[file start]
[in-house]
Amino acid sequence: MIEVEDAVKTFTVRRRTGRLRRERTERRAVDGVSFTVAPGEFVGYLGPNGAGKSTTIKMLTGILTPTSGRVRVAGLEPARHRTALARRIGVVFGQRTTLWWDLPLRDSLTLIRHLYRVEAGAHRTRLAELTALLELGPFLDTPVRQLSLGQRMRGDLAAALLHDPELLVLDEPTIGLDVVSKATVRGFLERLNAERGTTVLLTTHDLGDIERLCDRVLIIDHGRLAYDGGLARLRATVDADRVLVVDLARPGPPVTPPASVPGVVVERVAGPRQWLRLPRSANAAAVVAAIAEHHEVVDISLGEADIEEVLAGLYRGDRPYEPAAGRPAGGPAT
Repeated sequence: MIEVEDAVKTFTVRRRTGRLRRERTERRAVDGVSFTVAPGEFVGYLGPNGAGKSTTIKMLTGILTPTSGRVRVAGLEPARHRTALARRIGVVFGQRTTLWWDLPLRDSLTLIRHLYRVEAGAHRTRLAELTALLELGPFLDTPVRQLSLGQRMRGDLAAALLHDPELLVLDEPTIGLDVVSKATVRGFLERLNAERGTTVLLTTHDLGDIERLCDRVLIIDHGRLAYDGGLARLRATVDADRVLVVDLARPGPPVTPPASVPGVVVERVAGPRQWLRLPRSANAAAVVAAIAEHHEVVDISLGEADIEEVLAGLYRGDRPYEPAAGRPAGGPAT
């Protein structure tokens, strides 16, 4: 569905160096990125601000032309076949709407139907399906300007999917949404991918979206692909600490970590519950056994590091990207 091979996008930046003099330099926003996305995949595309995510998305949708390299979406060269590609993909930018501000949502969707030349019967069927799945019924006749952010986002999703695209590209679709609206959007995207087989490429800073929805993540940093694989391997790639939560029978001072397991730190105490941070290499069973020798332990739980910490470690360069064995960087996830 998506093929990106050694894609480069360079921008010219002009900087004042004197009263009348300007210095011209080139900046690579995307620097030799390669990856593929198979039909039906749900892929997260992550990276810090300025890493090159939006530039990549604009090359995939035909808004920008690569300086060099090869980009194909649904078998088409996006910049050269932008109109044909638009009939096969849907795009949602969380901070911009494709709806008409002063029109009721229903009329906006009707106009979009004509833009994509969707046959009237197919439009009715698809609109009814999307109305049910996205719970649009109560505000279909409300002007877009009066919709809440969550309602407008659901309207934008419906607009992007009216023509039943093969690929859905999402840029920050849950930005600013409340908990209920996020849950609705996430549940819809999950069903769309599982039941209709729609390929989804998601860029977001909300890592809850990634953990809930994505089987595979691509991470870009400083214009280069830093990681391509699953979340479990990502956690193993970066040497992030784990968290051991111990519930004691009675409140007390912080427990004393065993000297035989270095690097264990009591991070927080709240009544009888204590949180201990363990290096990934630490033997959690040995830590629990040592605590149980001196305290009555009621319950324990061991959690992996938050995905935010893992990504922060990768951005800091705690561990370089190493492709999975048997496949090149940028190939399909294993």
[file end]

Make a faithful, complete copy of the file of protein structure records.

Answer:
[in-house]
Amino acid sequence: MIEVEDAVKTFTVRRRTGRLRRERTERRAVDGVSFTVAPGEFVGYLGPNGAGKSTTIKMLTGILTPTSGRVRVAGLEPARHRTALARRIGVVFGQRTTLWWDLPLRDSLTLIRHLYRVEAGAHRTRLAELTALLELGPFLDTPVRQLSLGQRMRGDLAAALLHDPELLVLDEPTIGLDVVSKATVRGFLERLNAERGTTVLLTTHDLGDIERLCDRVLIIDHGRLAYDGGLARLRATVDADRVLVVDLARPGPPVTPPASVPGVVVERVAGPRQWLRLPRSANAAAVVAAIAEHHEVVDISLGEADIEEVLAGLYRGDRPYEPAAGRPAGGPAT
Repeated sequence: MIEVEDAVKTFTVRRRTGRLRRERTERRAVDGVSFTVAPGEFVGYLGPNGAGKSTTIKMLTGILTPTSGRVRVAGLEPARHRTALARRIGVVFGQRTTLWWDLPLRDSLTLIRHLYRVEAGAHRTRLAELTALLELGPFLDTPVRQLSLGQRMRGDLAAALLHDPELLVLDEPTIGLDVVSKATVRGFLERLNAERGTTVLLTTHDLGDIERLCDRVLIIDHGRLAYDGGLARLRATVDADRVLVVDLARPGPPVTPPASVPGVVVERVAGPRQWLRLPRSANAAAVVAAIAEHHEVVDISLGEADIEEVLAGLYRGDRPYEPAAGRPAGGPAT
């Protein structure tokens, strides 16, 4: 569905160096990125601000032309076949709407139907399906300007999917949404991918979206692909600490970590519950056994590091990207 091979996008930046003099330099926003996305995949595309995510998305949708390299979406060269590609993909930018501000949502969707030349019967069927799945019924006749952010986002999703695209590209679709609206959007995207087989490429800073929805993540940093694989391997790639939560029978001072397991730190105490941070290499069973020798332990739980910490470690360069064995960087996830 998506093929990106050694894609480069360079921008010219002009900087004042004197009263009348300007210095011209080139900046690579995307620097030799390669990856593929198979039909039906749900892929997260992550990276810090300025890493090159939006530039990549604009090359995939035909808004920008690569300086060099090869980009194909649904078998088409996006910049050269932008109109044909638009009939096969849907795009949602969380901070911009494709709806008409002063029109009721229903009329906006009707106009979009004509833009994509969707046959009237197919439009009715698809609109009814999307109305049910996205719970649009109560505000279909409300002007877009009066919709809440969550309602407008659901309207934008419906607009992007009216023509039943093969690929859905999402840029920050849950930005600013409340908990209920996020849950609705996430549940819809999950069903769309599982039941209709729609390929989804998601860029977001909300890592809850990634953990809930994505089987595979691509991470870009400083214009280069830093990681391509699953979340479990990502956690193993970066040497992030784990968290051991111990519930004691009675409140007390912080427990004393065993000297035989270095690097264990009591991070927080709240009544009888204590949180201990363990290096990934630490033997959690040995830590629990040592605590149980001196305290009555009621319950324990061991959690992996938050995905935010893992990504922060990768951005800091705690561990370089190493492709999975048997496949090149940028190939399909294993």